Australian Museum announces 2020 Scott Sisters Scholarship Winner

Rachel-Klyve-Carpobrotus-glaucescens-courtesy-Australian-MuseumThe Australian Museum (AM) has announced Newcastle student Rachel Klyve, aged 46, as the recipient of the 2020 Scott Sisters Scholarship. Valued at $5000, the funds will assist with Rachel’s course fees and furthering formal studies of natural history and science illustration.

Established in 2017, and named in honour of two of Australia’s 19th century prominent natural history artists, Helena and Harriet Scott, the scholarship aims to highlight the continued importance of the time-honoured practice of scientific illustration.

Australian Museum Director and CEO, Kim McKay AO, who led the panel of judges, said the scholarship recognises the inspiring story of Helena and Harriet Scott who were extraordinarily talented and determined to make a difference.

“The work of the Scott Sisters was ahead of its time and was meticulous and beautiful. Rachel’s work emulates that, not only from its scientific accuracy and presentation, but also in the innate artistry that comes through in her scientific illustrations,” said McKay.

Australian Museum’s new Chief Scientist and Director of the AM’s Research Institute, Professor Kristofer Helgen was impressed by the quality of Rachel Klyve’s work. “Her work is publication-ready for any major magazine or Museum exhibition,” noted Helgen.

Rachel Klyve said she was honoured to be awarded the Scott Sisters Scholarship. “The Scott sisters were truly remarkable women who, against great odds, were able to turn their passion into a profession during the 1860’s. The scholarship will not only support my studies at Newcastle University, but will also be invaluable to my learning and future career as a science illustrator,” said Klyve.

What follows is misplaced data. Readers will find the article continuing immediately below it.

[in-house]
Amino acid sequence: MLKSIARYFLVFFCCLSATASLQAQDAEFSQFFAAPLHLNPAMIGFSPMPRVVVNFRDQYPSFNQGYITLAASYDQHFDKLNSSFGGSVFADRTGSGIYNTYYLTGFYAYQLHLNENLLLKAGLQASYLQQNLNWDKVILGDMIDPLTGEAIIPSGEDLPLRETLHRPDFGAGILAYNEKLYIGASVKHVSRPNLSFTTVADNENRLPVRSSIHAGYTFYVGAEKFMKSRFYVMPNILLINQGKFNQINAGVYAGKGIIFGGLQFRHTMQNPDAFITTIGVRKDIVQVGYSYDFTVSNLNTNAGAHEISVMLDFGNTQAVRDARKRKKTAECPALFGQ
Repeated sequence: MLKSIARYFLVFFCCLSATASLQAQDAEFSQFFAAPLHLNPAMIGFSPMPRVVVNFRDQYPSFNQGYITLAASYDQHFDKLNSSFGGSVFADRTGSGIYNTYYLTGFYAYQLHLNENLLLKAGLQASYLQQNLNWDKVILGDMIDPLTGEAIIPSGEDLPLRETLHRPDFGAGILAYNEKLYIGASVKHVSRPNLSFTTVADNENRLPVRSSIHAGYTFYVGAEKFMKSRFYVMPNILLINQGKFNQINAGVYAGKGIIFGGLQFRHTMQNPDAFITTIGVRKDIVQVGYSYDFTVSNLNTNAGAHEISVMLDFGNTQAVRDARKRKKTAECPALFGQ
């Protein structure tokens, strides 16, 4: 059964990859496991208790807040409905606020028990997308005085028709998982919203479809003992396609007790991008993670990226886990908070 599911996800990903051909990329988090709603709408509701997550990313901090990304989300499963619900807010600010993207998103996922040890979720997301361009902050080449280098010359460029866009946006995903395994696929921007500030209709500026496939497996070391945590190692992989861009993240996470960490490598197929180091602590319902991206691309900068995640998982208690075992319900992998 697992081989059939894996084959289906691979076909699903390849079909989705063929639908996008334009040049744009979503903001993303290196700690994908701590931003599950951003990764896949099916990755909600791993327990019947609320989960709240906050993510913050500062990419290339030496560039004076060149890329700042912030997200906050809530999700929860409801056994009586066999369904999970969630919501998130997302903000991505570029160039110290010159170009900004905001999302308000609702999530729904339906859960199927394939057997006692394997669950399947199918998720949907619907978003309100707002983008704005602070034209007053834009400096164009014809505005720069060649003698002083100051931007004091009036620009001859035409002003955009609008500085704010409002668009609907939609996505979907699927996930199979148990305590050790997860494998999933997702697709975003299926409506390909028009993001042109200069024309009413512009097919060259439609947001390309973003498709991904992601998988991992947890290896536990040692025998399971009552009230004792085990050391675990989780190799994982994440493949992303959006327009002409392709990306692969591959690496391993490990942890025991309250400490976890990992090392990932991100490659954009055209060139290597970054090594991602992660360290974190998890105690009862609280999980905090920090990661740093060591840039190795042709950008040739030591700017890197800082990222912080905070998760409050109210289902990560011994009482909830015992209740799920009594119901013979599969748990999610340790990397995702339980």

Fascinated by science, art, and the natural world since her childhood on Sydney’s Northern Beaches, Rachel is also a keen long-distance walking adventurer. “When I discovered the University of Newcastle’s Bachelor of Natural History Illustration course, I knew I’d found the perfect way of combining my interests and making a contribution to science and conservation,” added Klyve.

“Modern scientific illustrators are not only artists who paint nature: they must also possess the scientific skills of observation and rigorous technique to depict an accurate representation of the natural world. The Scott Sisters’ paintings and illustrations are not only beautiful, but scientifically correct.”

“Through this scholarship, and the relationship with the Australian Museum scientists, I hope to deepen my knowledge and skills and bring the wonders of the natural world to a wider public,” said Klyve.

Harriet and Helena Scott were two of 19th century Australia’s most important natural history artists. Born in 1830 and 1832, respectively, the sisters grew up in Sydney and on Ash Island, Newcastle. Their father, Alexander W. Scott was a prominent businessman and politician with a passion for science who taught them about science and nature and nurtured their artistic talents.

Before photography, scientists relied on illustrators to depict their work. With their collecting boxes, notebooks and paintbrushes, the sister’s talent and skills won over the science world at a time when the scientific community was dominated by men and women were not allowed a University education.

Following their mother’s death and their father’s bankruptcy in the 1860’s, the sisters were forced to leave their island sanctuary and seek paid work. They worked on commission for Sydney’s scientific naturalists and also produced commercial work, including the first Australian-themed Christmas cards in the 1870s.

They continued to work for the curators and directors of the AM, which provided an outlet for their extraordinary talents as well as a small stipend, but it was a very hard economic road. Helena Scott sold the family’s entire lepidoptera manuscript, art and insect collection to the Australian Museum in the 1880s.

Their exquisite and scientifically correct paintings and illustrations played a critical role in some of the earliest documentation of our NSW fauna and are still used by scientists today. For more information, visit: for details.

Image: Rachel Klyve, Carpobrotus glaucescens – courtesy Australian Museum